barrels.  The  West  Coast  whaling  has  been  only  fair  sperm  whaling,  while  in  humpbacking  some  good  cuts  have 
been  made,  aggregating  nearly  5,000  barrels.  Panama  Bay  was  alive  with  humpbacks  in  the  season  of  them,  and  one 
coast  whaler  took  1,000  barrels.  Margueritta  Bay  has  not  been  visited,  though  in  former  years  it  furnished  great 
attractions  to  our  ArcticTleet  between  seasons. 

Hudson  Bay  and  Cumberland  Inlet  has  barely  sustained  its  average,  though  the  Ansel  Gibbs,  of  New  Bedford, 
returned  with  1,300  barrels  of  oil  and  22.000  pounds  of  bone — the  only  good  catch,  and  paying  one,  and  perhaps  the 
best  paying  one  of  the  year  in  its  percentage.  The  Scotch  Greenland  fishery  was  very  successful ;  they  report  some 
catches  of  2,000  barrels  to  a  vessel — steamers. 

The  Desolation  voyages  have  been  a  sharer  with  all  the  other  kinds  of  whaling  in  having  less  oil  taken  and  less 
price  received  than  the  owners  found  profitable.  The  year  in  a  general  view  outside  the  Arctic  disaster,  which  was 
unforeseen  and  unexpected,  has  been  fully  as  discouraging  as  any  former,  and  if  extreme  prices,  caused  by  our  loss,  do 
not  raise  up  enemies  to  our  future  interest  in  substitutes,  then  we  may  hope  for  better  days  to  those  whose  courage 
keeps  them  in  the  way  of  whaling  because  they  believe  we  shall  see  a  return  of  prosperity  in  this  branch  of  creative 
industry. 

The  promptness  with  which  the  Commercial  Mutual  Marine  and  Union  Mutual  Marine  Insurance  Companies  have 
had  their  resources  reinforced  by  stock  notes,  the  former  by  $110,000  and  the  latter  by  $300,000,  shows  that  our  pres- 
ent and  former  owners  in  whaling,  who  have  come  to  the  rescue  to  replenish  the  enormous  losses  by  the  Arctic  disaster,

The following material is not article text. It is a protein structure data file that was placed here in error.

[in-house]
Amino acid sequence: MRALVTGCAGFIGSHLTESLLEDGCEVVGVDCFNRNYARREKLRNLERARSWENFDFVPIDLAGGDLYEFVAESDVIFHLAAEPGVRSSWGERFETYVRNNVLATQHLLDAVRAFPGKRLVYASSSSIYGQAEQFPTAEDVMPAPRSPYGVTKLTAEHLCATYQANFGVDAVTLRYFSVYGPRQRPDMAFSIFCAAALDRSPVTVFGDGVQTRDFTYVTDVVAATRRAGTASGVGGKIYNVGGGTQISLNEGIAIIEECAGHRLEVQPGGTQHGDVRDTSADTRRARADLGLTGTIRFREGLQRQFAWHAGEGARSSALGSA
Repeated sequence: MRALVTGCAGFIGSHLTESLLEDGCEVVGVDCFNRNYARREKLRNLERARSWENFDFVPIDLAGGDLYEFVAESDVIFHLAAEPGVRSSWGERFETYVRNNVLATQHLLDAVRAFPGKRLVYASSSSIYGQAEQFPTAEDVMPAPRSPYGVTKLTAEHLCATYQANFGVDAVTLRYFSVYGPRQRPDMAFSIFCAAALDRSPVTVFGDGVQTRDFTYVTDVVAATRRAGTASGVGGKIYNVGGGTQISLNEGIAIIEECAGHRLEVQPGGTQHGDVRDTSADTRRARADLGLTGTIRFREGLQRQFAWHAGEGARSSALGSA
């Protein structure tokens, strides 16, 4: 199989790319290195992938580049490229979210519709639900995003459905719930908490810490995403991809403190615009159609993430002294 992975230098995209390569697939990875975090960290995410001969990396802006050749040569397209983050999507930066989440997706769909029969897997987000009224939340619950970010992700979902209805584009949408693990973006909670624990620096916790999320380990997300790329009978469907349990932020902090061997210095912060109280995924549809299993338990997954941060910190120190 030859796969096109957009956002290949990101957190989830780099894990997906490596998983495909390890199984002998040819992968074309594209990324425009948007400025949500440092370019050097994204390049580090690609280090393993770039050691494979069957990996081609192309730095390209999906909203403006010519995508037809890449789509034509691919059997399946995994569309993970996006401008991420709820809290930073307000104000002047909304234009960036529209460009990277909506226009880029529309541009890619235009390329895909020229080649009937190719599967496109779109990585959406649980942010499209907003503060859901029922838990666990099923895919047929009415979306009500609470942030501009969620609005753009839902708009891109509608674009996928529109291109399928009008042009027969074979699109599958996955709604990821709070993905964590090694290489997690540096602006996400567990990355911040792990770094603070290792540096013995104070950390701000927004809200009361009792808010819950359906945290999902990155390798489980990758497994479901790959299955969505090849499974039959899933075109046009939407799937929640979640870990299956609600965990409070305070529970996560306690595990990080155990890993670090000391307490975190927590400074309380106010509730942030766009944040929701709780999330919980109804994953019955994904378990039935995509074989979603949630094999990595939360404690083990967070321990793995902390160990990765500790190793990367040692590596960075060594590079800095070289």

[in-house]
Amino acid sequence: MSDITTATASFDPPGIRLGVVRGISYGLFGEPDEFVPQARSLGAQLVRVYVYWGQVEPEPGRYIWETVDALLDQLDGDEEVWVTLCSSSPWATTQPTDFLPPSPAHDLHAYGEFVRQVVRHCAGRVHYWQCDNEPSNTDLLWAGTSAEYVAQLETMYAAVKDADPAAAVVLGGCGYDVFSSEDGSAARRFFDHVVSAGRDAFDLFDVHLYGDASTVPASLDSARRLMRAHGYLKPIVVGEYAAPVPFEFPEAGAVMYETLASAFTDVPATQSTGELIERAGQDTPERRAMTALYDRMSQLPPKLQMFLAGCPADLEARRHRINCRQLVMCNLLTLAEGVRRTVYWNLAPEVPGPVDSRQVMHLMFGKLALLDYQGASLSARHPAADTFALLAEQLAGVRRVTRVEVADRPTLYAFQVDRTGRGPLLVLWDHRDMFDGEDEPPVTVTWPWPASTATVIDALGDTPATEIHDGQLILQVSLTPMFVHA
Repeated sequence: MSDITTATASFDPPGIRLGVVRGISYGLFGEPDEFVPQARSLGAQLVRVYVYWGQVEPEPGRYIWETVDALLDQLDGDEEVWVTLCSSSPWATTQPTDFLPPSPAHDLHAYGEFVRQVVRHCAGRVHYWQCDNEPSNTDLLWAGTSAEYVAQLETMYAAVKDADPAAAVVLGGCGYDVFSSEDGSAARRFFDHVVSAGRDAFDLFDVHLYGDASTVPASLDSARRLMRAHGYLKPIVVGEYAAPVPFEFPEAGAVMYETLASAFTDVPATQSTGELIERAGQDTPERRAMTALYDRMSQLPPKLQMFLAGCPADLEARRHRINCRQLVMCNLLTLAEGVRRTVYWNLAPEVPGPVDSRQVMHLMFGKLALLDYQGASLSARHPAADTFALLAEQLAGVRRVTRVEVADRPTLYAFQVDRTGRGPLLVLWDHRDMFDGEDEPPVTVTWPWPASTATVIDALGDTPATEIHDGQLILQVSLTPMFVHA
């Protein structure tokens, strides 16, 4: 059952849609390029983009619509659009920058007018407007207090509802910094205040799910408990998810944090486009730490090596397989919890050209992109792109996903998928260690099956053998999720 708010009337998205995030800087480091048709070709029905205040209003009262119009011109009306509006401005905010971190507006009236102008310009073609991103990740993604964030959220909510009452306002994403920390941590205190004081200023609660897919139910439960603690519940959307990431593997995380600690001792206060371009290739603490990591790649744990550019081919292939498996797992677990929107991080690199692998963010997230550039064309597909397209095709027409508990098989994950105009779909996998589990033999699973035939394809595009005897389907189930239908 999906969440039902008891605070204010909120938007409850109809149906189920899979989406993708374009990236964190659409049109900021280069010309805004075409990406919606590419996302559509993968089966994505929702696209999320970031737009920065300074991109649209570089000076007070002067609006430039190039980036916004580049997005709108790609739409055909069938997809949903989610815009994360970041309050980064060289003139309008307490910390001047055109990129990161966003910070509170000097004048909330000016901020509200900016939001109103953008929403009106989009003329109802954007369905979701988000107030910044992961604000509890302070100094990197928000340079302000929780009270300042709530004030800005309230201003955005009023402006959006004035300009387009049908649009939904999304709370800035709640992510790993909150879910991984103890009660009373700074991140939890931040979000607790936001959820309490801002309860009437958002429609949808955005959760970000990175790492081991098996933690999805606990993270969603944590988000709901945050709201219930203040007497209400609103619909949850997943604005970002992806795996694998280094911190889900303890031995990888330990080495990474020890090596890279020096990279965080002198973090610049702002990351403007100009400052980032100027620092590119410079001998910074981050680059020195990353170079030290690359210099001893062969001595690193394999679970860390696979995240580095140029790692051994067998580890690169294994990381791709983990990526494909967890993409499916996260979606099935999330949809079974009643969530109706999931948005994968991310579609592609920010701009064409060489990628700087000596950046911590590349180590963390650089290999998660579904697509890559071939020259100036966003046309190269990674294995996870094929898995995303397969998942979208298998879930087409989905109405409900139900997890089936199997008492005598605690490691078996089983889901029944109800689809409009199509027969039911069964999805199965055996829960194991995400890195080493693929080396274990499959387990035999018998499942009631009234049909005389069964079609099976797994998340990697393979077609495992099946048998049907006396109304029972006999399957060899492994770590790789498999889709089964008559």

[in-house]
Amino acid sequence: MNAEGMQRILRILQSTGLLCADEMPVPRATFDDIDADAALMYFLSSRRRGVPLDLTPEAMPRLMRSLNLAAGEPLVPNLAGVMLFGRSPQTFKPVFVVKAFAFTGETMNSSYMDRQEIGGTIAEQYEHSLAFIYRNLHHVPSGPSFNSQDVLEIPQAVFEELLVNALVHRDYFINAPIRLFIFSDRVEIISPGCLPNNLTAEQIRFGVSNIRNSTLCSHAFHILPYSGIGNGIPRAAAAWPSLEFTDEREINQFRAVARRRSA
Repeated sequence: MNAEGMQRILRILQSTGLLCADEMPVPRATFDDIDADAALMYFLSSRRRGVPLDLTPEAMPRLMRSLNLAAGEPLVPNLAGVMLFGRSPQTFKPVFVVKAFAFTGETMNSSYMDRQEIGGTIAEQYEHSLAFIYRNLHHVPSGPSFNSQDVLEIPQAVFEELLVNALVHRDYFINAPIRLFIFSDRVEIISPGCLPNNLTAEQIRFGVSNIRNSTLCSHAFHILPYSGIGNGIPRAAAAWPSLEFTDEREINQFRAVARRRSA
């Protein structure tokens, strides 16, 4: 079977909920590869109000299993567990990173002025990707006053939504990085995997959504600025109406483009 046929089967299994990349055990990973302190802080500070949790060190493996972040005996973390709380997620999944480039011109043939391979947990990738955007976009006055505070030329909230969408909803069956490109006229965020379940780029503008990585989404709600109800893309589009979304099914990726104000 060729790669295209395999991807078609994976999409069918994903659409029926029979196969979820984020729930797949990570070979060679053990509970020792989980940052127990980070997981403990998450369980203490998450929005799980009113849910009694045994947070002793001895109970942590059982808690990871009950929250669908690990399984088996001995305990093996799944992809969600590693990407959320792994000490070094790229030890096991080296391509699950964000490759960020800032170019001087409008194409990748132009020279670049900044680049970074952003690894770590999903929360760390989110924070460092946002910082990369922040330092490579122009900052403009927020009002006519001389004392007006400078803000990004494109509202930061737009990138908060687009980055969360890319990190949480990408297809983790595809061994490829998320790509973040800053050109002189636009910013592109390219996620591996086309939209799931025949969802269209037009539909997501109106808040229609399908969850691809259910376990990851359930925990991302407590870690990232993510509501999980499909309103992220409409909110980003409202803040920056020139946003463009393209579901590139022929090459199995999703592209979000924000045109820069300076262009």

believe  in  a  future  of  whaling,  if  not  as  extensive  as  in  the  past  at  least  partially  as  remunerative. 

* 

TRADE  REVIEW  FOR  1872. 

J?ert«o  of  the  whale  fishery  for  1872. — The  year  just  closed  has  been  but  a  continuance  of  the  former  one  in  results, 
few  prizes  and  many  blanks.  With  a  small  and  steadily  declining  fleet,  we  have  been  suable  to  proportionately  gain 
in  average  quantity  of  oil  taken  or  in  reaching  more  satisfactory  results.  Those  who  began  the  year  with  the  inten- 
tion of  selling  whalers  have  seen  nothing  so  encouraging  in  the  business  as  to  induce  them  to  change  their  minds, 
and  though  only  seven  of  the  fourteen  ships  then  for  sale  were  sold  during  the  year,  yet  others  since  arrived  have 
been  sold,  and  we  have  now  at  home  ports  some  seventeen  more  good  whalewliips  known  to  be  for  sale,  their  owners 
not  intending  to  fit  them  again.  The  great  loss  of  whalers  in  the  Arctic  in  1871  has  been  followed  by  the  sale  of 
twenty  and  loss  of  four  whalers  in  1872,  exclusive  of  ships  that  have  changed  hands  in  the  business,  aud  still  we  begin 
the  year  1873  with  about  one-third  of  the  whalers  at  home  ports  for  sale,  or  about  seventeen  out  of  forty-eight  vessels. 
The  continued  purpose  to  sell  whalers  after  so  great  a  depletion  in  little  more  than  a  year  shows  the  judgment  of 
those  who  have  long  and  successful'y  been  engaged  in  the  business,  viz,  that  it  has  become  too  hazardous,  and  its 
results  too  uncertain  to  continue  it,  when  capital  is  promised  a  safer  employment  and  surer  rewards- in  enterprises 
on  the  land,  and  in  our  own  city,  where  the  products  of  two  large  cotton  mills  equal  very  nearly  the  aggregate  value 
of  the  imports  of  the  fishery  yearly.  There  are  those  who  think  that  the  Arctic  whaling  will  be  given  up  in  a  few